Saturday, November 23, 2013

canon is self-authenticating


In giving verbal revelation about himself, to whom can God appeal for authentication?  Reason, evidence, church councils?  He uses these as confirming witnesses, but not as the grounds for the authority of his Word, nor as the basis of our acceptance of his Word.  

"For when God made a promise to Abraham, since he had no one greater by whom to swear, he swore by himself, saying, 'Surely I will bless you and multiply you.'  And thus Abraham, having patiently waited, obtained the promise.  For people swear by something greater than themselves, and in all their disputes an oath is final for confirmation.  So when God desired to show more convincingly to the heirs of the promise the unchangeable character of his purpose, he guaranteed it with an oath, so that by two unchangeable things, in which it is impossible for God to lie, we who have fled for refuge might have strong encouragement to hold fast to the hope set before us."  (Hebrews 6:13-18 ESV)

There is some broad circular reasoning in this, which is acceptable when it comes to foundational principles.  We can't make a case for reason without using reason.  We can't authenticate empirical evidence apart from presuming the validity of such empirical evidence.  In giving revelation God does not appeal to some higher standard, or an outside authority.  He himself gives the standards for his own revelation.  He does not have to make his revelation acceptable to all demands of human reason (though it is reasonable), nor with all standards for empirical evidence (though there is evidence).  Nor is it his Word because a council or group declare it so (though many have).  It is his Word because it is his Word, and he validates it.  Or we might say, Scripture validates itself, no matter how many other witnesses and proofs we add to it, or arguments against it. John Calvin wrote, "God alone is a fit witness of himself in his Word… Scripture is indeed self-authenticated.” (Institutes 1.7.4-5)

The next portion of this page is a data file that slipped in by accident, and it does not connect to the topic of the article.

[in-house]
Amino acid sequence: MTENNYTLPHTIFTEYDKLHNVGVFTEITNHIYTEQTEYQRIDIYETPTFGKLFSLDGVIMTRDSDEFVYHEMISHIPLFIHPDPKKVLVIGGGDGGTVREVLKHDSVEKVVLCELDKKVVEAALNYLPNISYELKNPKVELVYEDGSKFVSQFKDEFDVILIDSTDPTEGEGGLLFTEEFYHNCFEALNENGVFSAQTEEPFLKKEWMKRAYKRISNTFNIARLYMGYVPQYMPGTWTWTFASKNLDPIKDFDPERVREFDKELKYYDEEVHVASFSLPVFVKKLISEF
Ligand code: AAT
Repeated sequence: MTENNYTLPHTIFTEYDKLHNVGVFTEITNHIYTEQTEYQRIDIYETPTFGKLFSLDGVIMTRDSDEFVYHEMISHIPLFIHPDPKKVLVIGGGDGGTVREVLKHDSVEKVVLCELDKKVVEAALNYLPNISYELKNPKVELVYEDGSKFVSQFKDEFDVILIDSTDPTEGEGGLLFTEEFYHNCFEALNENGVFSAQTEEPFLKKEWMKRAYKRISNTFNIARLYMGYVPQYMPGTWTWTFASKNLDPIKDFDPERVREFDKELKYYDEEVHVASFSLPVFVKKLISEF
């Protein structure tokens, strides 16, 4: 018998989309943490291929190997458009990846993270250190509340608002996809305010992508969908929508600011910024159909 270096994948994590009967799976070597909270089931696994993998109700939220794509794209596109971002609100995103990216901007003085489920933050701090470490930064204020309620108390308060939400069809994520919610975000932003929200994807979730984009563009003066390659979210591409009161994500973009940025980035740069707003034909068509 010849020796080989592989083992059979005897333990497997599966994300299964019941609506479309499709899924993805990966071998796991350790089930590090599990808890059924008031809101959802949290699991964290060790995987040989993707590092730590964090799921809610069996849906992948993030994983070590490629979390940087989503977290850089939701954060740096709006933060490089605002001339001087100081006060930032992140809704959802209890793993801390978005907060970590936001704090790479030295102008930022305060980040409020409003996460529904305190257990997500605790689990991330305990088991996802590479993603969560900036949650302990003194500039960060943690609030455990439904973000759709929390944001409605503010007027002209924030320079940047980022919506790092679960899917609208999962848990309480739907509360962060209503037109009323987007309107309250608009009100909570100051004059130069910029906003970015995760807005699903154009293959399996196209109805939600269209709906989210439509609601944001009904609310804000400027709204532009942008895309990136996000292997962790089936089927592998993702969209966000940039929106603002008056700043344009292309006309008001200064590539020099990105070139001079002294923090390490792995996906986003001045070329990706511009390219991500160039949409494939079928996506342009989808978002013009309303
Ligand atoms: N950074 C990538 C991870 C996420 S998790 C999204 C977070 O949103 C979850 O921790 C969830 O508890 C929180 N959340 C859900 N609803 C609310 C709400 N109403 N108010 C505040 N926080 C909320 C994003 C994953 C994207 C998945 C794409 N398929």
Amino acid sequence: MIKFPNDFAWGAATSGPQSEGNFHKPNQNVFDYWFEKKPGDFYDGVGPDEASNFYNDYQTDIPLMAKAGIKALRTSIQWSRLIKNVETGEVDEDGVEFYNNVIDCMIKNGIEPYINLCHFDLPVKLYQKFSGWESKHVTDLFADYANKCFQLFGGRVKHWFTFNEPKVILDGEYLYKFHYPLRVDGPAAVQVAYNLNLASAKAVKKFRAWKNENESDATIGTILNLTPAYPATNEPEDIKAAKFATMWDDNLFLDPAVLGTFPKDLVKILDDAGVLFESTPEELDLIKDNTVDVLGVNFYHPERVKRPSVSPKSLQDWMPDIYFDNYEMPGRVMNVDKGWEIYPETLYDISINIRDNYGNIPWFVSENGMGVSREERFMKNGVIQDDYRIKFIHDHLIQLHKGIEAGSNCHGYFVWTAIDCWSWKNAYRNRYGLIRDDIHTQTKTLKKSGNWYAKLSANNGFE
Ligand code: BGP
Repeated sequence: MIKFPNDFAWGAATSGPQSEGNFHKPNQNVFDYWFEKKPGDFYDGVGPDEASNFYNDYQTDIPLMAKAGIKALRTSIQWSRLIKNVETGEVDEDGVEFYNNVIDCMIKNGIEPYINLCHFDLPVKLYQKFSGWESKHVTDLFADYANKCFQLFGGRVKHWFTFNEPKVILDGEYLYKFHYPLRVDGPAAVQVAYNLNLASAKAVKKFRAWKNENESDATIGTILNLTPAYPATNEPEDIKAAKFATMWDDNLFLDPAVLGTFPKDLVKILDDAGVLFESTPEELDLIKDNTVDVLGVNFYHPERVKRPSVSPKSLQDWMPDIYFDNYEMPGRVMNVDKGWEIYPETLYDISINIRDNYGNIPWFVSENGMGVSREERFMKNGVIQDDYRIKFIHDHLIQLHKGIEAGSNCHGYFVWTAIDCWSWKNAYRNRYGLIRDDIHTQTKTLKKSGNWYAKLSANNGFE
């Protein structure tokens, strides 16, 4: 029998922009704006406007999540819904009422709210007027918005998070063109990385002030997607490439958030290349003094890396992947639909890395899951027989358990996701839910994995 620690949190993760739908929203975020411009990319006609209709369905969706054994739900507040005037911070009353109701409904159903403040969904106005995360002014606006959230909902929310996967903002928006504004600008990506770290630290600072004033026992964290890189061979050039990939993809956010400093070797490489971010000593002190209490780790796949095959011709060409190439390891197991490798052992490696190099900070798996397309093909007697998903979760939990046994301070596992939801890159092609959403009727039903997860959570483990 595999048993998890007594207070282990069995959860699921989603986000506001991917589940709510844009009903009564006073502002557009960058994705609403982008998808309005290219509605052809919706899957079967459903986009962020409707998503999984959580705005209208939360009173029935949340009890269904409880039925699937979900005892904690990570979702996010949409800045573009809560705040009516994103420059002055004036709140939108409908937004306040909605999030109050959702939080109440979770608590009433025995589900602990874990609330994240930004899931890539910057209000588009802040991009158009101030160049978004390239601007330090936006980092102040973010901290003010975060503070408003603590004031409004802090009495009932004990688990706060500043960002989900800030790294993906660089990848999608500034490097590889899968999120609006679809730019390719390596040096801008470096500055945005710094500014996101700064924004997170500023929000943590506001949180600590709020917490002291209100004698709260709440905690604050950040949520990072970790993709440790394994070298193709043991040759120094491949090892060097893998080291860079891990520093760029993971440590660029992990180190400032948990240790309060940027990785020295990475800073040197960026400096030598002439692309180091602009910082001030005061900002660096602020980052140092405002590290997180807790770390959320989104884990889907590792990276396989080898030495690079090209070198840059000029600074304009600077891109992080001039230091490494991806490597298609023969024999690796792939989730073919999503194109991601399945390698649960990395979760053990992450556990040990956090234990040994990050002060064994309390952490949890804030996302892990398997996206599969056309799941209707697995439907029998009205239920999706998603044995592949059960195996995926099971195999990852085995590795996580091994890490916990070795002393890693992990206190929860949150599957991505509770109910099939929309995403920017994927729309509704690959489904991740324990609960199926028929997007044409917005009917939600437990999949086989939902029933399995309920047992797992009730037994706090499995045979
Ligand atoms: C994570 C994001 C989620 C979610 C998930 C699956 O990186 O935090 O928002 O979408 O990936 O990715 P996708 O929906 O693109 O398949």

Hence the books given by God will be spiritually discerned by the very people the books affect.  At the core of the NT revelation is the gospel, which is "the power of God for salvation." (Romans 1:16) It is not the church that has given birth to the Scriptures, but the Scriptures have given birth to the church which will, in turn, recognize the voice of God.  Jesus said, "My sheep hear my voice, ...and they follow me." (John 10:27)

Michael Kruger comments on this self-authenticating nature of God's special revelation, here in consideration of the NT canon:

"Central to the self-authenticating model of canon is the conviction that canonical books are recognized not only by their historical authenticity (apostolic origins) or their ecclesiastical acceptance (corporate reception), but fundamentally by the nature of their content (divine qualities). If these books are constituted by the work of the Holy Spirit, then Christians, who are filled with the Holy Spirit, should be able to recognize that fact." (Michael J. Kruger, Canon Revisited)  

tolerance and despair

...what do these have in common?  British author Dorothy Sayers gives insight:


“In the world it is called Tolerance, but in hell it is called Despair, the sin that believes in nothing, cares for nothing, seeks to know nothing, interferes with nothing, enjoys nothing, hates nothing, finds purpose in nothing, lives for nothing, and remains alive because there is nothing for which it will die.” 


 Here is Sayer's quote in context, on the topic of sloth (or acedia) as one of the deadly sins.

Monday, November 18, 2013

should the church be non-judgmental?

People will say that one of the main things they are looking for in a church, or in a group of  Christians, is that they are not judgmental.  Occasionally, people will say that they appreciate that our church is not judgmental.  It's meant as a compliment, I know, but I'm a little unsure how to respond to that.

Most people usually mean that a person or group of people don't pass judgment upon others in the sense of heaping condemnation upon them.  Fair enough.  But it may mean, you don't come down on sin (or a particular sin) so hard, or you're not negative about anything.